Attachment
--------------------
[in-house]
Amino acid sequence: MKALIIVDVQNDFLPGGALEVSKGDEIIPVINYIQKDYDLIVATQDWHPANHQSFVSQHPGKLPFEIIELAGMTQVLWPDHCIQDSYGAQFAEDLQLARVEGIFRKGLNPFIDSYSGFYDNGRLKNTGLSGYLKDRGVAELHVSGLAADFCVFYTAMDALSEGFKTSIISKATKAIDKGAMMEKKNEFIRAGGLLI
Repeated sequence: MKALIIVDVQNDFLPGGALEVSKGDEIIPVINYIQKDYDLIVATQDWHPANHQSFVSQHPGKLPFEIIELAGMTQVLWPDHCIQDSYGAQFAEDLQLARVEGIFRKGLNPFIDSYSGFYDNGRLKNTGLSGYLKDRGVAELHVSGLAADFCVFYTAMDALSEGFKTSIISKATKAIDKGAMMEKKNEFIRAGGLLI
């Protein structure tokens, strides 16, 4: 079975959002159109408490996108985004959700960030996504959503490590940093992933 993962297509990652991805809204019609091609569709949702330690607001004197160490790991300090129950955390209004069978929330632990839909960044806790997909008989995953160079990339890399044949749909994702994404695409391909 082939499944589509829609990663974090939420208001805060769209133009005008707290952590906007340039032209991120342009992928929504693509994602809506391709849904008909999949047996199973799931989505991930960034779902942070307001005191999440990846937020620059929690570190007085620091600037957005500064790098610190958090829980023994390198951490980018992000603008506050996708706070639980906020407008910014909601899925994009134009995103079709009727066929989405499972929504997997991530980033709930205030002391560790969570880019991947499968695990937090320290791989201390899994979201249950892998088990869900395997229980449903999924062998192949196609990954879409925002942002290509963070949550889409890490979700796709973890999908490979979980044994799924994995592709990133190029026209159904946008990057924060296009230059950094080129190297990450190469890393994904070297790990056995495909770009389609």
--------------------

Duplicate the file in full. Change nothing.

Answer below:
[in-house]
Amino acid sequence: MKALIIVDVQNDFLPGGALEVSKGDEIIPVINYIQKDYDLIVATQDWHPANHQSFVSQHPGKLPFEIIELAGMTQVLWPDHCIQDSYGAQFAEDLQLARVEGIFRKGLNPFIDSYSGFYDNGRLKNTGLSGYLKDRGVAELHVSGLAADFCVFYTAMDALSEGFKTSIISKATKAIDKGAMMEKKNEFIRAGGLLI
Repeated sequence: MKALIIVDVQNDFLPGGALEVSKGDEIIPVINYIQKDYDLIVATQDWHPANHQSFVSQHPGKLPFEIIELAGMTQVLWPDHCIQDSYGAQFAEDLQLARVEGIFRKGLNPFIDSYSGFYDNGRLKNTGLSGYLKDRGVAELHVSGLAADFCVFYTAMDALSEGFKTSIISKATKAIDKGAMMEKKNEFIRAGGLLI
């Protein structure tokens, strides 16, 4: 079975959002159109408490996108985004959700960030996504959503490590940093992933 993962297509990652991805809204019609091609569709949702330690607001004197160490790991300090129950955390209004069978929330632990839909960044806790997909008989995953160079990339890399044949749909994702994404695409391909 082939499944589509829609990663974090939420208001805060769209133009005008707290952590906007340039032209991120342009992928929504693509994602809506391709849904008909999949047996199973799931989505991930960034779902942070307001005191999440990846937020620059929690570190007085620091600037957005500064790098610190958090829980023994390198951490980018992000603008506050996708706070639980906020407008910014909601899925994009134009995103079709009727066929989405499972929504997997991530980033709930205030002391560790969570880019991947499968695990937090320290791989201390899994979201249950892998088990869900395997229980449903999924062998192949196609990954879409925002942002290509963070949550889409890490979700796709973890999908490979979980044994799924994995592709990133190029026209159904946008990057924060296009230059950094080129190297990450190469890393994904070297790990056995495909770009389609």